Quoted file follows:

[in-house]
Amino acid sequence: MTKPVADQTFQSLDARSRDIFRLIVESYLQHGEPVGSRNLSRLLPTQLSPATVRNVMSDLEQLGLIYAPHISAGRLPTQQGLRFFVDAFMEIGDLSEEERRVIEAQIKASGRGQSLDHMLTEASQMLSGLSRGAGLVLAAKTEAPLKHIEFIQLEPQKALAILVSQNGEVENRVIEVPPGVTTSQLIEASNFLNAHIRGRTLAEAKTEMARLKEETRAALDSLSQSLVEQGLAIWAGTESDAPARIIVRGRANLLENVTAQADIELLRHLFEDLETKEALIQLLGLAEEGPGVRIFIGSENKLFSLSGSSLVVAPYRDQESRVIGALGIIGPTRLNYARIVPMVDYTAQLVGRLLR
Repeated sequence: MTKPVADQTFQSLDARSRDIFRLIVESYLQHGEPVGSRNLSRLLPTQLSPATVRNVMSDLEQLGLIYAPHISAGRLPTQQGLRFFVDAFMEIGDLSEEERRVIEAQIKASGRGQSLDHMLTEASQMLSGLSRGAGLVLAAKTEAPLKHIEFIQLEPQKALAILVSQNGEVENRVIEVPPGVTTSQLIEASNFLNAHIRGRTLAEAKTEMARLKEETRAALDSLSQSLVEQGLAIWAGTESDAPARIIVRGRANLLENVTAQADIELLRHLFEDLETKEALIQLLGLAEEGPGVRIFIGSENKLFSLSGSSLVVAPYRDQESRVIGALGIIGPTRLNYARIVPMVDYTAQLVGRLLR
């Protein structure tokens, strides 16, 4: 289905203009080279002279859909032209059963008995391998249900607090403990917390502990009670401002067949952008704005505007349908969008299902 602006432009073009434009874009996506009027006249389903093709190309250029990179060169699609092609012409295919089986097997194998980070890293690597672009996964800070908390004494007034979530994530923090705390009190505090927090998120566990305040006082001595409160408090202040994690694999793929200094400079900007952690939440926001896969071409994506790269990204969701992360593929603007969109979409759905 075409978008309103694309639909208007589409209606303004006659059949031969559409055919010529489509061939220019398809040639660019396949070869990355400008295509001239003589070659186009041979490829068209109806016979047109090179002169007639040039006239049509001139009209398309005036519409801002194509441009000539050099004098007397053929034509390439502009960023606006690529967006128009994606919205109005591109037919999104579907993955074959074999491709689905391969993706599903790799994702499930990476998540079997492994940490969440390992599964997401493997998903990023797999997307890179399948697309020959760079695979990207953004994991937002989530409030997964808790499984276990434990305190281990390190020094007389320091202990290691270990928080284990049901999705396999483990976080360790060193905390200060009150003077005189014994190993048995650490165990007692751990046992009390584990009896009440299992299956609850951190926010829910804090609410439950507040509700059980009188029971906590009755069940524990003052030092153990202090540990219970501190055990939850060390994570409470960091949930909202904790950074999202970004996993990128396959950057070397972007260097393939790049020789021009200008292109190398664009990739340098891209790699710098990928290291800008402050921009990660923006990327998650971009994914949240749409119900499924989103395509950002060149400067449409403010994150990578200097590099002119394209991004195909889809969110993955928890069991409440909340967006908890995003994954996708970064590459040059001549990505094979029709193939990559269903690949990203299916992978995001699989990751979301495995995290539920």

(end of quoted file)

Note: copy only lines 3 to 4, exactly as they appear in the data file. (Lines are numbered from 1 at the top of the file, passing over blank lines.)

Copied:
Repeated sequence: MTKPVADQTFQSLDARSRDIFRLIVESYLQHGEPVGSRNLSRLLPTQLSPATVRNVMSDLEQLGLIYAPHISAGRLPTQQGLRFFVDAFMEIGDLSEEERRVIEAQIKASGRGQSLDHMLTEASQMLSGLSRGAGLVLAAKTEAPLKHIEFIQLEPQKALAILVSQNGEVENRVIEVPPGVTTSQLIEASNFLNAHIRGRTLAEAKTEMARLKEETRAALDSLSQSLVEQGLAIWAGTESDAPARIIVRGRANLLENVTAQADIELLRHLFEDLETKEALIQLLGLAEEGPGVRIFIGSENKLFSLSGSSLVVAPYRDQESRVIGALGIIGPTRLNYARIVPMVDYTAQLVGRLLR
């Protein structure tokens, strides 16, 4: 289905203009080279002279859909032209059963008995391998249900607090403990917390502990009670401002067949952008704005505007349908969008299902 602006432009073009434009874009996506009027006249389903093709190309250029990179060169699609092609012409295919089986097997194998980070890293690597672009996964800070908390004494007034979530994530923090705390009190505090927090998120566990305040006082001595409160408090202040994690694999793929200094400079900007952690939440926001896969071409994506790269990204969701992360593929603007969109979409759905 075409978008309103694309639909208007589409209606303004006659059949031969559409055919010529489509061939220019398809040639660019396949070869990355400008295509001239003589070659186009041979490829068209109806016979047109090179002169007639040039006239049509001139009209398309005036519409801002194509441009000539050099004098007397053929034509390439502009960023606006690529967006128009994606919205109005591109037919999104579907993955074959074999491709689905391969993706599903790799994702499930990476998540079997492994940490969440390992599964997401493997998903990023797999997307890179399948697309020959760079695979990207953004994991937002989530409030997964808790499984276990434990305190281990390190020094007389320091202990290691270990928080284990049901999705396999483990976080360790060193905390200060009150003077005189014994190993048995650490165990007692751990046992009390584990009896009440299992299956609850951190926010829910804090609410439950507040509700059980009188029971906590009755069940524990003052030092153990202090540990219970501190055990939850060390994570409470960091949930909202904790950074999202970004996993990128396959950057070397972007260097393939790049020789021009200008292109190398664009990739340098891209790699710098990928290291800008402050921009990660923006990327998650971009994914949240749409119900499924989103395509950002060149400067449409403010994150990578200097590099002119394209991004195909889809969110993955928890069991409440909340967006908890995003994954996708970064590459040059001549990505094979029709193939990559269903690949990203299916992978995001699989990751979301495995995290539920």